Wednesday, February 22, 2006

The Blogging Irony is Rich!

...And they picked me because of my good looks and charm?!?!

So, here's one of my company's latest initiatives - spinning the blogosphere.

Yes indeedy, my company has hired vendors to monitor disease-related blogs and noticeboards, in order to see what kind of bile is being spewed by consumers, I mean patients!, about our products. And soon, we are hoping to influence some of that discussion. The plan is to hire medical professionals to log on to sites where there is negativity about our products, and try to steer the conversation in a more positive direction. Currently, we are planning to have these hired guns identify themselves as healthcare professionals, but not mention that they are (indirectly) on the company payroll, or connected to us in any way.

This is one of those things that you always suspect is going on in the blogosphere, but it is startling to actually hear that we are going to put it into practice. The net-savvy may catch on to this effort quickly, and identify our guys as company people. I hope so, anyway.

So what's my involvement? I've been asked to help out on a team that will evaluate the regulatory impact of the vendor involvement, specifically from a drug safety perspective. If these vendors are company agents, and one of the medical professionals that we've contracted with reads about an adverse event while participating in a discussion, what should they do? We are choosing to not identify these folks as company agents, at least initially. If they read on a board that product X killed someone's mother, what's the reporting obligation? Does that information constitute a legitimate report, with all of the required elements - identifiable patient, drug, event, and reporter?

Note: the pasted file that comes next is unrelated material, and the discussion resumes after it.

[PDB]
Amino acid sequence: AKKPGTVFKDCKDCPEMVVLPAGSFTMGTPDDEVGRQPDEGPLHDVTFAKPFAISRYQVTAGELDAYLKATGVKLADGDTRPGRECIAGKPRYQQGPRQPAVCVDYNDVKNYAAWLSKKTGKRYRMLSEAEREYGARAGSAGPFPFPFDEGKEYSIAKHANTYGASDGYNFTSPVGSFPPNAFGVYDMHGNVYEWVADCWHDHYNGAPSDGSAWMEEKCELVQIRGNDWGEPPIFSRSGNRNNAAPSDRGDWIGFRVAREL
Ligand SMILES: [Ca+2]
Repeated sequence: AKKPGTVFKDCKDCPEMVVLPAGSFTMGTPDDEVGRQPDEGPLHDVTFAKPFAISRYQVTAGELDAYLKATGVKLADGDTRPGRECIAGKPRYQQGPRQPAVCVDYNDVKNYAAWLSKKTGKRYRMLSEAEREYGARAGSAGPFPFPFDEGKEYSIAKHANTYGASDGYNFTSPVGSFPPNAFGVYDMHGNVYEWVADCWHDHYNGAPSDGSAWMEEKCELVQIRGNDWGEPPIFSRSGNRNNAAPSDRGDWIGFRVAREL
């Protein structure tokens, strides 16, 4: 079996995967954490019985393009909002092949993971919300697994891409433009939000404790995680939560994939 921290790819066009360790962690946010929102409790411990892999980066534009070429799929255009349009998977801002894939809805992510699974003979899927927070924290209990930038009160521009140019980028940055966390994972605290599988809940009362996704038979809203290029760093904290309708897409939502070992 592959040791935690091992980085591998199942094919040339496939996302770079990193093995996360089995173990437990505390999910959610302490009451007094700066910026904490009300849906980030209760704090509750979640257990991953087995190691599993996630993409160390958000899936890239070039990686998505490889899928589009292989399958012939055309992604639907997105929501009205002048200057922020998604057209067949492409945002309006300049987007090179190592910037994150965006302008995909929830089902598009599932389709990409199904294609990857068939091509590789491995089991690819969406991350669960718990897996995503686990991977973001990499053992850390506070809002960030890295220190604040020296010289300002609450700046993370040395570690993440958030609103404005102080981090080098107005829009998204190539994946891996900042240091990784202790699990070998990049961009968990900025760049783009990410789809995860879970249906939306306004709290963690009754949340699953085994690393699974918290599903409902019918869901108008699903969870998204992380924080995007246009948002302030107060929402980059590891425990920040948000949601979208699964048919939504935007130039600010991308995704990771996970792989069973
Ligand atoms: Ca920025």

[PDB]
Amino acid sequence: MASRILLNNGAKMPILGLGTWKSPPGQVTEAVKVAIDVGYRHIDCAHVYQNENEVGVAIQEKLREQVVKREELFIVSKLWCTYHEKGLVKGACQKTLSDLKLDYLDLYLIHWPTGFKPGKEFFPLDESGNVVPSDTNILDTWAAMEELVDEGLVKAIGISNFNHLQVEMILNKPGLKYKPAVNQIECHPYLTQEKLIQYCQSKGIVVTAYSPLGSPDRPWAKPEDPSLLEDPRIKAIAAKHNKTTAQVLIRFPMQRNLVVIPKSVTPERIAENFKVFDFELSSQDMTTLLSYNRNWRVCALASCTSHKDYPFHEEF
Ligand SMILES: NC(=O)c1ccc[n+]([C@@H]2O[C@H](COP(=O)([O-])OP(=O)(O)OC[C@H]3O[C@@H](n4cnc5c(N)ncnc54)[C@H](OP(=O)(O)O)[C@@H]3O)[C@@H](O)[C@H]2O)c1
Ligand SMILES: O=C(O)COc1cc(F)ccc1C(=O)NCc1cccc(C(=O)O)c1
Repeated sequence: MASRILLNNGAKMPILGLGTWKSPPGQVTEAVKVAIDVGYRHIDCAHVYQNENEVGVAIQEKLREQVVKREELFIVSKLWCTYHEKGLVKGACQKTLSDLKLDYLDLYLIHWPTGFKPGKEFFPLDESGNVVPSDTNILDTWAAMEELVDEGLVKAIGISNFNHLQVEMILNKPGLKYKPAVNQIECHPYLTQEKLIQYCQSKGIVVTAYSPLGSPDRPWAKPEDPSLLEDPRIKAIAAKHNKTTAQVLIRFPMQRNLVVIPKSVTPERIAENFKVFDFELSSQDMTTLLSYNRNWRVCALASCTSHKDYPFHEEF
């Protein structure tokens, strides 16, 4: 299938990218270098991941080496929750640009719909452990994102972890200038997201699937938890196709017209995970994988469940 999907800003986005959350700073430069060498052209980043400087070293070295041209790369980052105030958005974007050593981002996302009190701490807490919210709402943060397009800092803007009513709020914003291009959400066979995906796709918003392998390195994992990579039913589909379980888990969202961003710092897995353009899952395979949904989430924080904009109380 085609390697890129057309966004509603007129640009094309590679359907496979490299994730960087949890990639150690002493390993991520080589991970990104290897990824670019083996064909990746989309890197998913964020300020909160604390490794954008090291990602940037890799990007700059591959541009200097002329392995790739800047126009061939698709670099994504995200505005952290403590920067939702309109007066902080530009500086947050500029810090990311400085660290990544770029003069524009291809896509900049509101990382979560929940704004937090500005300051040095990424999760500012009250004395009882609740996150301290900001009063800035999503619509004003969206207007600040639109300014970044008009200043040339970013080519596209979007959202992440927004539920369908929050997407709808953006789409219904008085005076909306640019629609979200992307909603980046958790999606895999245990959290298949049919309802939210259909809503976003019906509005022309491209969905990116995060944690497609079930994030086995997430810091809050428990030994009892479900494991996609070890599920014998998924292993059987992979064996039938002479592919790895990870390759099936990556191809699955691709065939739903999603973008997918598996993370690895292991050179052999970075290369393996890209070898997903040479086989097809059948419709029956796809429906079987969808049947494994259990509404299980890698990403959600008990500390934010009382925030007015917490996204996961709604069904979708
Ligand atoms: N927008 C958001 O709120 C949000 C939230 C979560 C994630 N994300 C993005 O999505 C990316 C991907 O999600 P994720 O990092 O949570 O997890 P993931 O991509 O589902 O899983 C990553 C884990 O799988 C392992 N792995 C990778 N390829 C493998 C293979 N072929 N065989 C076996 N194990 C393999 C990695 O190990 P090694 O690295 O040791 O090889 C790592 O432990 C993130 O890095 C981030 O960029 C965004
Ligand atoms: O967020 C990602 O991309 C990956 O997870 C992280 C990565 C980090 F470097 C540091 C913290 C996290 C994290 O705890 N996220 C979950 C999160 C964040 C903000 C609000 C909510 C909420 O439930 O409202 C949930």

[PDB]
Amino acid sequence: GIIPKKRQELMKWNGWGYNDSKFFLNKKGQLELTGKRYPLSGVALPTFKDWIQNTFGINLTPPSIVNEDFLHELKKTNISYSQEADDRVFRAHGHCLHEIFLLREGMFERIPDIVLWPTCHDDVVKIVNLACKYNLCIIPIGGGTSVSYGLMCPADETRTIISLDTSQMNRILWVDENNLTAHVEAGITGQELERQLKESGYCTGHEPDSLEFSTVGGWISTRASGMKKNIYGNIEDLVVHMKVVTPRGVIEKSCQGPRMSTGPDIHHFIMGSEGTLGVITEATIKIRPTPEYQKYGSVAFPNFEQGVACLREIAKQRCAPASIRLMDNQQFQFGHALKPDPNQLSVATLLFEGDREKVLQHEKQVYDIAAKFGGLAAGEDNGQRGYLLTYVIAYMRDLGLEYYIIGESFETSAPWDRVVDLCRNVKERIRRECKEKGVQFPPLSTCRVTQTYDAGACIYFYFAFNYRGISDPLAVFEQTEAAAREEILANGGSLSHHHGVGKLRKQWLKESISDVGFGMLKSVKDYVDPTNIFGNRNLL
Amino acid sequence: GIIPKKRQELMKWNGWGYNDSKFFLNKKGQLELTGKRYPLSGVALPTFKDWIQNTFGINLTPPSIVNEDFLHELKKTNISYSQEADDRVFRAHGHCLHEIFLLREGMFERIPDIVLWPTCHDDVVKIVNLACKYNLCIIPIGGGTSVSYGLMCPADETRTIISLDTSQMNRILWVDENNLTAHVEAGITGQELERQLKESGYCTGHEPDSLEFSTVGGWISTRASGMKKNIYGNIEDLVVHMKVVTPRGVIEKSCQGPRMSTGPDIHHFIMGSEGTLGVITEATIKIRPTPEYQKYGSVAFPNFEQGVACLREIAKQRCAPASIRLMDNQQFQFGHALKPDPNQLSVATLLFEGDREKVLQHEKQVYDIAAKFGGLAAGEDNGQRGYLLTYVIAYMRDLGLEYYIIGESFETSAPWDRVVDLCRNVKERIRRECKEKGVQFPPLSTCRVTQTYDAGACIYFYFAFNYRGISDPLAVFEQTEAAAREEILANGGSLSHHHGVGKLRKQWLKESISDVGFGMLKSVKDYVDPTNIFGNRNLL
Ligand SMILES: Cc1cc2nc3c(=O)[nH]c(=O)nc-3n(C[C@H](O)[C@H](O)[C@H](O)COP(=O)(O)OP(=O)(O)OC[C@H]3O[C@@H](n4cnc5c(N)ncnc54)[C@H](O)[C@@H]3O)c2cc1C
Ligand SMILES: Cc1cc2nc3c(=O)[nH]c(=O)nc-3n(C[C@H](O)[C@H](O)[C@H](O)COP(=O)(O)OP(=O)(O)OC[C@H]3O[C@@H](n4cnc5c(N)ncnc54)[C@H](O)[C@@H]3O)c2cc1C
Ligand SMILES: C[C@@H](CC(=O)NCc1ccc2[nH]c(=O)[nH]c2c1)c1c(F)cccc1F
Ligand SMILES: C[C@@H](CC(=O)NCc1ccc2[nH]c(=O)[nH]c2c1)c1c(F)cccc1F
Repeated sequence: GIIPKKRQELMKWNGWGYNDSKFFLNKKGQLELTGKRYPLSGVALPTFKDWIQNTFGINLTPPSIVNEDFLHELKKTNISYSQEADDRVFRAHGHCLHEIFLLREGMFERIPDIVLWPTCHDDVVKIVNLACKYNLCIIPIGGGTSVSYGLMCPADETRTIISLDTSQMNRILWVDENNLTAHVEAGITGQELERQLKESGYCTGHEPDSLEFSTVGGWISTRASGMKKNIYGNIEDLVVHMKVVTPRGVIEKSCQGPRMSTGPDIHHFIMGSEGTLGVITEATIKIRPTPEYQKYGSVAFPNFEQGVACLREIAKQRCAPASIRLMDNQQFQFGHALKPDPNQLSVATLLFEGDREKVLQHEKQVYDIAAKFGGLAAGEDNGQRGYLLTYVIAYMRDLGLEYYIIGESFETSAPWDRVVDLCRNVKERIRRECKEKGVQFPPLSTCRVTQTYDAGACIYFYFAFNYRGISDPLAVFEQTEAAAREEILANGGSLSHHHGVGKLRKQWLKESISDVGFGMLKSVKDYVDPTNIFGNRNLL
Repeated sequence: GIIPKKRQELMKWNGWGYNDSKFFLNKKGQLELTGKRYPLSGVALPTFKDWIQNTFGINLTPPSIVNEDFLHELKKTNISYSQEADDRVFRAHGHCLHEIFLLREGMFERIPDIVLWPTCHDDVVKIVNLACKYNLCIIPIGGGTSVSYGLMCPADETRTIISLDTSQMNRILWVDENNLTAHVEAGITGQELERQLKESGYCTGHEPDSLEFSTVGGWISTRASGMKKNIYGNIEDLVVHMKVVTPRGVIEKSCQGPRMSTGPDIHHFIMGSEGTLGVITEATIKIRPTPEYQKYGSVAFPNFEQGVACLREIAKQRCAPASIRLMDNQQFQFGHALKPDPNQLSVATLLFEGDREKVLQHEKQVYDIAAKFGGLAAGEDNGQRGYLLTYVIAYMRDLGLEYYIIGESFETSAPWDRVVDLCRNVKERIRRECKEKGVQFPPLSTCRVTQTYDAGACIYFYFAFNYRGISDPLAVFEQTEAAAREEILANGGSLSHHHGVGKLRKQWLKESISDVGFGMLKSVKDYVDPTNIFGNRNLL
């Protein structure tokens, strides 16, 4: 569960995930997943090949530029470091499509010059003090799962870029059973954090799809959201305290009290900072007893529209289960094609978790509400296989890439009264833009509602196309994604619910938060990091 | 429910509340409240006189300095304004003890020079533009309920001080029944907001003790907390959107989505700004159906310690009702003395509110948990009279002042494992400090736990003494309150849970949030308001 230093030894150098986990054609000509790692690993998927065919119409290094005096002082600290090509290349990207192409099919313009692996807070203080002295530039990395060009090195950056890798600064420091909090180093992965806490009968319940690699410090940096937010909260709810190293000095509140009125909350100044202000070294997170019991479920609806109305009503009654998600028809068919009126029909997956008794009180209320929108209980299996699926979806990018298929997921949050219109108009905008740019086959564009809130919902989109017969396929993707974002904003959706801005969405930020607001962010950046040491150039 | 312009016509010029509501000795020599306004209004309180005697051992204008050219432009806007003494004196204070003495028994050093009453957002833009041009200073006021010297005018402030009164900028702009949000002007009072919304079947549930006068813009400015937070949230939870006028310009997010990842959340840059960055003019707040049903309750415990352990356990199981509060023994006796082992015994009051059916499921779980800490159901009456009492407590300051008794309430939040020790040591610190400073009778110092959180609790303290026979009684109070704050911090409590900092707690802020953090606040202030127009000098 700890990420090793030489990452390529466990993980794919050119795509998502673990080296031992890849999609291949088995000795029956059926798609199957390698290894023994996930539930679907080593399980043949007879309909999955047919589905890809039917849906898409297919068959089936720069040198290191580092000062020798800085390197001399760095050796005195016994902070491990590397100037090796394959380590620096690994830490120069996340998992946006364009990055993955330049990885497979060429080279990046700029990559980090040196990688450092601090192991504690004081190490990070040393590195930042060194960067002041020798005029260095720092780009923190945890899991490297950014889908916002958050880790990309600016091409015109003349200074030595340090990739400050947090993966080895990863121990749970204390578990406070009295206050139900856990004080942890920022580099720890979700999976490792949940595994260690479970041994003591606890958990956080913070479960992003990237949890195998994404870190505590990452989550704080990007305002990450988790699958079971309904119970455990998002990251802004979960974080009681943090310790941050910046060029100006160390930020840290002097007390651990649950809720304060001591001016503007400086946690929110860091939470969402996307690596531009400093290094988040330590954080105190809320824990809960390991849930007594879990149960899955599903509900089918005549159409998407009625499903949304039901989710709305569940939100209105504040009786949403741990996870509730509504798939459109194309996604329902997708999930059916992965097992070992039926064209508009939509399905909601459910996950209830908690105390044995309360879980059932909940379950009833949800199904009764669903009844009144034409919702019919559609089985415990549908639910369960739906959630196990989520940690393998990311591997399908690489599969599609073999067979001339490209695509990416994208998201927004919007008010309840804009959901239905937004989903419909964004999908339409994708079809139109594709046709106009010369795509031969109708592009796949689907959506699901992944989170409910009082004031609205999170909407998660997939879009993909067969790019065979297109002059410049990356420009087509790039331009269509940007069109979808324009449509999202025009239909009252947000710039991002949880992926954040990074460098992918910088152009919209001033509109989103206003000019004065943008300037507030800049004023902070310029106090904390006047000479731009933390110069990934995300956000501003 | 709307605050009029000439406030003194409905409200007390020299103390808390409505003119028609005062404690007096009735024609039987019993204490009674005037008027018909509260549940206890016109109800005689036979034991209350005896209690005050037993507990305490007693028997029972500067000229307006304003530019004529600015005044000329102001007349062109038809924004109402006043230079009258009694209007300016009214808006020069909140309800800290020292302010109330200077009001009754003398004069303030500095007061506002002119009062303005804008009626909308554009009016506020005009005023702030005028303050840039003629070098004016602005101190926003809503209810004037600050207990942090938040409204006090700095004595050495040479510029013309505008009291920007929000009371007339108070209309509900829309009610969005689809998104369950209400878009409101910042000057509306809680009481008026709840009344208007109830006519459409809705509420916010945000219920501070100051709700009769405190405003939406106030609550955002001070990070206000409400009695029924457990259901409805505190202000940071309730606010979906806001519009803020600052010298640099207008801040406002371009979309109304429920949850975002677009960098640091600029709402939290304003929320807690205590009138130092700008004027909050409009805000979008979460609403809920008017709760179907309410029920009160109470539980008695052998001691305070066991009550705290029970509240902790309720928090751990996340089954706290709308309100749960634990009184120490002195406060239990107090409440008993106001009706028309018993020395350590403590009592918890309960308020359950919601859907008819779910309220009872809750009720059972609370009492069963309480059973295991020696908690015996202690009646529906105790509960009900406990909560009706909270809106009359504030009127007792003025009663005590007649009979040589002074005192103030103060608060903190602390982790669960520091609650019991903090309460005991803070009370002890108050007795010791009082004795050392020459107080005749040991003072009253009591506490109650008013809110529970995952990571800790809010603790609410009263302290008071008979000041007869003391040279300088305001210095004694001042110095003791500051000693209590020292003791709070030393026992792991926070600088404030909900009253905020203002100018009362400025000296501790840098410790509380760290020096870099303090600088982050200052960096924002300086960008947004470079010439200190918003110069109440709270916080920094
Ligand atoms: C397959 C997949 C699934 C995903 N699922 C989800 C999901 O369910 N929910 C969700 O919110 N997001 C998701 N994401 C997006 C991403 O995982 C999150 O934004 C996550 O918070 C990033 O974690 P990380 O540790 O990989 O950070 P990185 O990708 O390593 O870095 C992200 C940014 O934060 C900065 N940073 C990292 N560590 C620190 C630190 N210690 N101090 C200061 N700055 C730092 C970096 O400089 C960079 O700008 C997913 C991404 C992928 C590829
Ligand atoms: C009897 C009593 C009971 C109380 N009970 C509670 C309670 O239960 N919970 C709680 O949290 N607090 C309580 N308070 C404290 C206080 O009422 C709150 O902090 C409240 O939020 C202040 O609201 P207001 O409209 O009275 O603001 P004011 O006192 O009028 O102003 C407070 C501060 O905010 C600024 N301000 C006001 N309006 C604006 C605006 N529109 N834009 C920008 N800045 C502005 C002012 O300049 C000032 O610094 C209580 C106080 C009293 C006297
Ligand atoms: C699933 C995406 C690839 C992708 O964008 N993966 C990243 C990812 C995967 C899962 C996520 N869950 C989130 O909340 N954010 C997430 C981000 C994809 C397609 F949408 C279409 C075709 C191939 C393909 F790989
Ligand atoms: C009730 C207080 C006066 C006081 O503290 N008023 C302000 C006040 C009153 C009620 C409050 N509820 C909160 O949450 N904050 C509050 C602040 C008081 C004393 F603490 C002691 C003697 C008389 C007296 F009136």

The identifiable reporter is the sticking point. An anonymous blogger is arguably not such a reporter, but if I'm chatting with someone, would I have an obligation to ask that blogger to contact me or the company, explaining who I am? That would break the "cover" of our blogger, but good safety reporting should trump, right? If we get an email directed to the company about an adverse event, we record that event in our database, but the report remains "suppressed" unless the reporter also gives us more than just their email address. If we don't get a name or address, we email them back and ask for it. If they reply with that information, the case then becomes part of the database. I believe this is standard industry practice. We need a real name at least.

I'm not sure what our team may recommend. I've certainly browsed websites in the past that discussed my company's products, and even saw people mention what are clearly adverse events, but I never reported them to our safety department. But then, I've never done anything other than read the sites, not participate. Is there a meaningful difference, though? What do you think?